Political bias in the Washington Post can crop up in the most unexpected places. Take today's list of "Washington Bestsellers" on the last page of the paper's Sunday Book World mini-section. This week, Amity Shlaes's Coolidge -- a new biography which explores the conservative 30th president's tax cuts and reduction in the size of the federal government -- ranked number 3 on the top 10 list of nonfiction/general hardcover titles, one notch below My Beloved World, U.S. Supreme Court Associate Justice Sonia Sotomayor's new autobiography.
The staffer charged with writing up the list snarked that the Coolidge tome was "100,000 words about a president who never said anything," while noting of Sotomayor's memoir, "The justice recounts her path from a Bronx housing project to the Supreme Court."
While Coolidge grew up in obscurity in a Vermont farming community and rose through the ranks of Republican politics in Massachusetts, his is an equally fascinating story for political and history junkies, so why the dismissive abstract, especially given that Shlaes's book is flying off the bookstore shelves?
To be fair, Coolidge was nicknamed "Silent Cal," so there is that, but Shlaes's bio is about uncovering the man and the statesman behind and perhaps obscured by his laconic and stoic Yankee exterior.
If the book remains on the top 10 next week, might I suggest this: "New look at 30th president's journey from Vermont farm to White House."
I am indebted to Amity Shlaes for gently correcting a joke of mine that dates back to July 8, 1972. On that date in the New York Times, I joshed that President Calvin Coolidge "probably spent more time napping than any president in the nation's history" and therefore was a successful president. My joke was a play on an earlier joke by H. L. Mencken, and now Shlaes has corrected both of us. She has written a very impressive biography titled simply "Coolidge," wherein she never mentions Cal's naps but rather what made him the most successful president of the 1920s. He reversed the economic insolvency of President Woodrow Wilson, and set the economy on the road to growth, a road made rocky by Cal's successor, President Herbert Hoover, and rockier still by Hoover's successor, Franklin Roosevelt.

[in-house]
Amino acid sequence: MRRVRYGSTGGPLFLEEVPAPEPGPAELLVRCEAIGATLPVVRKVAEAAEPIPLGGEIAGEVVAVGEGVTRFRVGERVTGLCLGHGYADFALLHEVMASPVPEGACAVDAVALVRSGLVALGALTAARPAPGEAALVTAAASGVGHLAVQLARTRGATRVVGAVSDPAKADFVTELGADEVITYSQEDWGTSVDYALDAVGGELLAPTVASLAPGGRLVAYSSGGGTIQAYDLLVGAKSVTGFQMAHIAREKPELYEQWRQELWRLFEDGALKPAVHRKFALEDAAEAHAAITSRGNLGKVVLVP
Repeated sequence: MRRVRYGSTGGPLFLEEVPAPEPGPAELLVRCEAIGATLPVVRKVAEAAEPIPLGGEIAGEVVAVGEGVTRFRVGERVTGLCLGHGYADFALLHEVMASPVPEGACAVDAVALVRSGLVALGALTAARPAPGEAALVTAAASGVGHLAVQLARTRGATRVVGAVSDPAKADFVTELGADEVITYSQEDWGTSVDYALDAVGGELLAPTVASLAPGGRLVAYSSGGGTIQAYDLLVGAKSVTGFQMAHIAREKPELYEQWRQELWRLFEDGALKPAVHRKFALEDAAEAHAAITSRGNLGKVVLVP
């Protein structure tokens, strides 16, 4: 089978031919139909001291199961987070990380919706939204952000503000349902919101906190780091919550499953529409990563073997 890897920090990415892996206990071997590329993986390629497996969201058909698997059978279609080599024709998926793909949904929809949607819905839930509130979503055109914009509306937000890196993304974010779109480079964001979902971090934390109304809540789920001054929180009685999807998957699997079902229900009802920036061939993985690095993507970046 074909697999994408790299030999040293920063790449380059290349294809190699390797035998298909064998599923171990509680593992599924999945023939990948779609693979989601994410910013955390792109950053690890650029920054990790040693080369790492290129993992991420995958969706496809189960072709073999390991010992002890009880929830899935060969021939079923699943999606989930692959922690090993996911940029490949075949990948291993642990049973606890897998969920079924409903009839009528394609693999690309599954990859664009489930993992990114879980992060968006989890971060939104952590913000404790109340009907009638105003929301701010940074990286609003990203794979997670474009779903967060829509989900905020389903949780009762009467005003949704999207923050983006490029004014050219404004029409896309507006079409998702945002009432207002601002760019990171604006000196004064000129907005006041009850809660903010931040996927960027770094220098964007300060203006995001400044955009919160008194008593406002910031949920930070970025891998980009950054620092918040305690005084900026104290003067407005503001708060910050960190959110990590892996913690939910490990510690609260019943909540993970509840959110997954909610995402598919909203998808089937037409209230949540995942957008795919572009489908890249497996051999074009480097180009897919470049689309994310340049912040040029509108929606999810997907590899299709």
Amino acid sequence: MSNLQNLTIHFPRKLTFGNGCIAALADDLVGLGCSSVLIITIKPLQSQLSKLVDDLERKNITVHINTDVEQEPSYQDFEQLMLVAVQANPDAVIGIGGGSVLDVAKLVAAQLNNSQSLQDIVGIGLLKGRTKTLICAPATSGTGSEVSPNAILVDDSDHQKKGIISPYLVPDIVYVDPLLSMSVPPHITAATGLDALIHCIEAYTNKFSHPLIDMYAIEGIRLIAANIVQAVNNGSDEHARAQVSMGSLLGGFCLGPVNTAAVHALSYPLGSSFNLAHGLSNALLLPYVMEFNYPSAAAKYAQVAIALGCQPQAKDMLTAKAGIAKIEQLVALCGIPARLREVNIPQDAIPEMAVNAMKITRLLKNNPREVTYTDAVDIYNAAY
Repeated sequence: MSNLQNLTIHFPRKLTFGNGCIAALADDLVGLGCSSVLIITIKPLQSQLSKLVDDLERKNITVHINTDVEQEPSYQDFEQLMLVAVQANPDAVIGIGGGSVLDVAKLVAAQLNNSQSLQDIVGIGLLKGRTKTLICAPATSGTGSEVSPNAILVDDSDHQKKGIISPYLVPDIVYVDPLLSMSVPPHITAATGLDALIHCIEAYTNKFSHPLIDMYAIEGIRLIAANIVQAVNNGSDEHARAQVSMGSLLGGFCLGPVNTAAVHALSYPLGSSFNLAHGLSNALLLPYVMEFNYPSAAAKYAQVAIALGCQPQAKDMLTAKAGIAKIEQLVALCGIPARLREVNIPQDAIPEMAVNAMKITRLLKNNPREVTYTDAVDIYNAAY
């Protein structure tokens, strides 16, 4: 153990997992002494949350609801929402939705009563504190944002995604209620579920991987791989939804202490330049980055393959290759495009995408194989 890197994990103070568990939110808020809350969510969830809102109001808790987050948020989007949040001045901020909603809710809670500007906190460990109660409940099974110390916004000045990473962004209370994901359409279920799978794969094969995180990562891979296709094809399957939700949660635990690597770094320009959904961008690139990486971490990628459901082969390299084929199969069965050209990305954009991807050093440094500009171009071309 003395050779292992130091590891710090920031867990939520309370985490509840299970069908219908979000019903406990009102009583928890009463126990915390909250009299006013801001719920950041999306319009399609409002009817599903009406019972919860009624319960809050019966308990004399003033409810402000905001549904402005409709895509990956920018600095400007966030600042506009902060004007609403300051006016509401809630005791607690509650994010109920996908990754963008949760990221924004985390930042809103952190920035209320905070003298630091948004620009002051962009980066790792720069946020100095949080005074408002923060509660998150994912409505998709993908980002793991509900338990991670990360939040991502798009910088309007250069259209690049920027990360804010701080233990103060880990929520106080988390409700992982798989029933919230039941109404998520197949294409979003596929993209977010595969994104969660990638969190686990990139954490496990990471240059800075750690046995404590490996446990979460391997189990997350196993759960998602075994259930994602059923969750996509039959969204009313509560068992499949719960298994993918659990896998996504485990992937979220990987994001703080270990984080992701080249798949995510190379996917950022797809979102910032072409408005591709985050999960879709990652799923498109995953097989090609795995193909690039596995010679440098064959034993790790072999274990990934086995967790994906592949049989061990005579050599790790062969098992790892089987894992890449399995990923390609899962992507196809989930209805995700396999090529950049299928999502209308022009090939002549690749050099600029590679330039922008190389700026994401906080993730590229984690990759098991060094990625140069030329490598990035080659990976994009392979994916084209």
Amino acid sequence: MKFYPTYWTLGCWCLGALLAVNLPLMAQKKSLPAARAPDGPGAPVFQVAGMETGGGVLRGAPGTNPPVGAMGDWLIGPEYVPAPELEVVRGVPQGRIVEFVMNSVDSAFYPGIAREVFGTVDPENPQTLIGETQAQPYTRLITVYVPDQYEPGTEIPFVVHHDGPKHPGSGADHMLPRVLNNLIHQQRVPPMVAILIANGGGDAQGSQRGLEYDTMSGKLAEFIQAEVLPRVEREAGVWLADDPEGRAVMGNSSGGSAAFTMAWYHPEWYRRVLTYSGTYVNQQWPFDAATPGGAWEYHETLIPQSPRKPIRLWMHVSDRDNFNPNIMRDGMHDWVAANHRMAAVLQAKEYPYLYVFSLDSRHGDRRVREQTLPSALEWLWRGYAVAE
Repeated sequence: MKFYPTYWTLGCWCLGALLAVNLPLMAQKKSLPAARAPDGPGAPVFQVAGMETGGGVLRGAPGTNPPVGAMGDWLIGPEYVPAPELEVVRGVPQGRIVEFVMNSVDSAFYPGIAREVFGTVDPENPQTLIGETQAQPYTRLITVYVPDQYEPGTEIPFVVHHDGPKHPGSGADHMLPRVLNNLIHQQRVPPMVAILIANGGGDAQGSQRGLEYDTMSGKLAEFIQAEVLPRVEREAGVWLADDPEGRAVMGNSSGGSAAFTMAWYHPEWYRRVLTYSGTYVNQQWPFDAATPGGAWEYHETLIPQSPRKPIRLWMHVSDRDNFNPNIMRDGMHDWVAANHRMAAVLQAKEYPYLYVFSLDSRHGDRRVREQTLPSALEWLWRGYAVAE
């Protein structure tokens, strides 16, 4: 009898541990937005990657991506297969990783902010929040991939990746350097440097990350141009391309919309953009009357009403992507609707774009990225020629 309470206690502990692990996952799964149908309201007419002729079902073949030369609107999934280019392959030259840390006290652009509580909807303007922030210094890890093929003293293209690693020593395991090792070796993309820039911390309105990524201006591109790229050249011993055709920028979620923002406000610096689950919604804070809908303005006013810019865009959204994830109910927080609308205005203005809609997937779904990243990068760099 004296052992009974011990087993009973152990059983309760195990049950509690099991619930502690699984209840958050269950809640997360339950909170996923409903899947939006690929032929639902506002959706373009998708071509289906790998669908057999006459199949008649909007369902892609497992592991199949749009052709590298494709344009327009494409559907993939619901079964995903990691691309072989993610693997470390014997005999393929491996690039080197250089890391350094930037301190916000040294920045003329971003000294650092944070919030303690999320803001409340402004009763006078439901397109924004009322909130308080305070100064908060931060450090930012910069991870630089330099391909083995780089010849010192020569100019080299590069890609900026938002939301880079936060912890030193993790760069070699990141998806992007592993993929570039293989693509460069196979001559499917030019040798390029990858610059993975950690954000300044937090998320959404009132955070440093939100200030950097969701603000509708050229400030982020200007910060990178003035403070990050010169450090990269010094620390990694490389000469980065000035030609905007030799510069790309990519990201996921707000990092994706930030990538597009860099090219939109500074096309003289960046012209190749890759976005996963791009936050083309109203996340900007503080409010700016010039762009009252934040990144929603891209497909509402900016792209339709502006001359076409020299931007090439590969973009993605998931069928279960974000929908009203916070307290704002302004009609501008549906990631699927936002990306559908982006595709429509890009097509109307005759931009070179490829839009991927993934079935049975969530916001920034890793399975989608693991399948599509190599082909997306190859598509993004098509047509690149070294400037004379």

Though one would not know it today, Coolidge was the most successful president of the 1920s. Vice President Coolidge came to the presidency on the death of President Warren G. Harding in August 1923 and won the presidency outright in 1924 with 54 percent of the vote over the Democrat, John W. Davis, who had 28.8 percent of the vote, and the Progressive, Robert M. La Follette, who won just 16.6 percent of the vote. Moreover, Coolidge had won every race he ever contested from his first run for city councilman in 1898 to the governorship of Massachusetts in 1918, usually by astoundingly large margins. His combination of civility, effectiveness, standing by the law and, as president, tax cuts, budget balancing, and growth, was wildly popular with American voters, as was his singular asset, taciturnity.
PLYMOUTH NOTCH, Vt. -- If your disgust over America's crushing debt and the irresponsible leaders who refuse to reduce unnecessary spending has reached the fed-up point, there is an easy solution beyond whatever compromise might be reached in the current standoff between President Obama and congressional Republicans. Vote Republican in 2012.
But don't vote for just any Republican, rather vote for conservatives who believe the foundational principles of America still work and can rescue us from default, placing the country back on a track that leads to prosperity and greater liberty.
"Nothing succeeds like success" -- Alexandre Dumas, 1802-1870
If new millionaires or billionaires were created every time President Obama and his fellow liberals disparage "millionaires and billionaires," there would be far more of them than there are today. And that would be a good thing because it would mean more people are succeeding.
When three-fourths of the Boston police department went on strike in 1919, leading to broken shop windows and looting, then-Massachusetts Governor Calvin Coolidge called out the state militia and broke the strike. Coolidge declared, "There is no right to strike against the public safety by anybody, anywhere, any time."
His courage propelled him to the vice presidency and eventually to the presidency.